Poisonous and Venomous?
The Quick AnswerWhat is the difference between poisonous and venomous?
Poisonous is an adjective describing something that can cause death or injury if it is ingested or absorbed.
Venomous is an adjective describing creatures that inject their victims with a toxin.
PoisonousThe adjective poisonous is used to describe something (often a plant, animal, or chemical) that contains a toxin that is harmful when absorbed, consumed, or inhaled.
- Human fatalities caused by poisonous plants – especially resulting from accidental ingestion – are rare in the United States.
- The wild golden frog may be the most poisonous living animal.
VenomousThe adjective venomous is used to describe an animal that injects a self-produced toxin into its victim usually through stingers or fangs.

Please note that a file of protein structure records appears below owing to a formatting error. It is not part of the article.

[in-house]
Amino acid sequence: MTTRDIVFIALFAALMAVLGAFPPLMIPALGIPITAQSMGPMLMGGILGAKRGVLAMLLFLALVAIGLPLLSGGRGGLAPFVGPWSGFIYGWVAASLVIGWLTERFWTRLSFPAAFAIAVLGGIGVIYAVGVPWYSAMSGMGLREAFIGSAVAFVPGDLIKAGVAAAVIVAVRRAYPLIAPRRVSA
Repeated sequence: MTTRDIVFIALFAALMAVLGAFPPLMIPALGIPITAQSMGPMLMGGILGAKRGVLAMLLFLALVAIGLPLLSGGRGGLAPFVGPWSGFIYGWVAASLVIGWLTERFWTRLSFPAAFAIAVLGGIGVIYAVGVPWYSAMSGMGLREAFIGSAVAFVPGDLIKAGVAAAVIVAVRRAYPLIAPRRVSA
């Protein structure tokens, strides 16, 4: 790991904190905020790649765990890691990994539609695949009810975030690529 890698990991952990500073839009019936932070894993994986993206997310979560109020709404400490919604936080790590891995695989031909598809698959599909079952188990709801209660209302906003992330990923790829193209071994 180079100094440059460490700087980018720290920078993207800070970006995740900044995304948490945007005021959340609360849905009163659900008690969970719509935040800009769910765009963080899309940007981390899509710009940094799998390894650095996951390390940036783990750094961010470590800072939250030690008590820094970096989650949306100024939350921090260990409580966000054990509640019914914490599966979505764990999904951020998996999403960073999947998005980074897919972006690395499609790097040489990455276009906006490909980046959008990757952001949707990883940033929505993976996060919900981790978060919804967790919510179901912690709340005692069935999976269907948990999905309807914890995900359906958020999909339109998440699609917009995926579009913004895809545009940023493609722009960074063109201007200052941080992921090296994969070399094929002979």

- If you touch a venomous snake, it'll turn around and bite you so fast it's not even funny. (Steve Irwin)
- The adder is the only venomous snake found in the United Kingdom.
Using Poisonous FigurativelyPoisonous, when used figuratively, means extremely unpleasant or harmful. (It carries the connotation of being passively damaging.)
- Humiliation is poisonous. It's one of the deepest pains of being human. (Pierce Brosnan)
- Writing as an expert is poisonous to the writing process because you lose the quality of discovery. (Siddhartha Mukherjee)
Using Venomous FigurativelyVenomous, when used figuratively, refers to a person (or their behaviour) full of malice or spite. (It carries the connotation of being actively damaging.)
- I could have gone through life thinking that women were these venomous creatures. Turns out, they're not. (Claire Danes)
- I don't use a pen to write reviews. I write with a venomous goose quill. (Jay Dratler)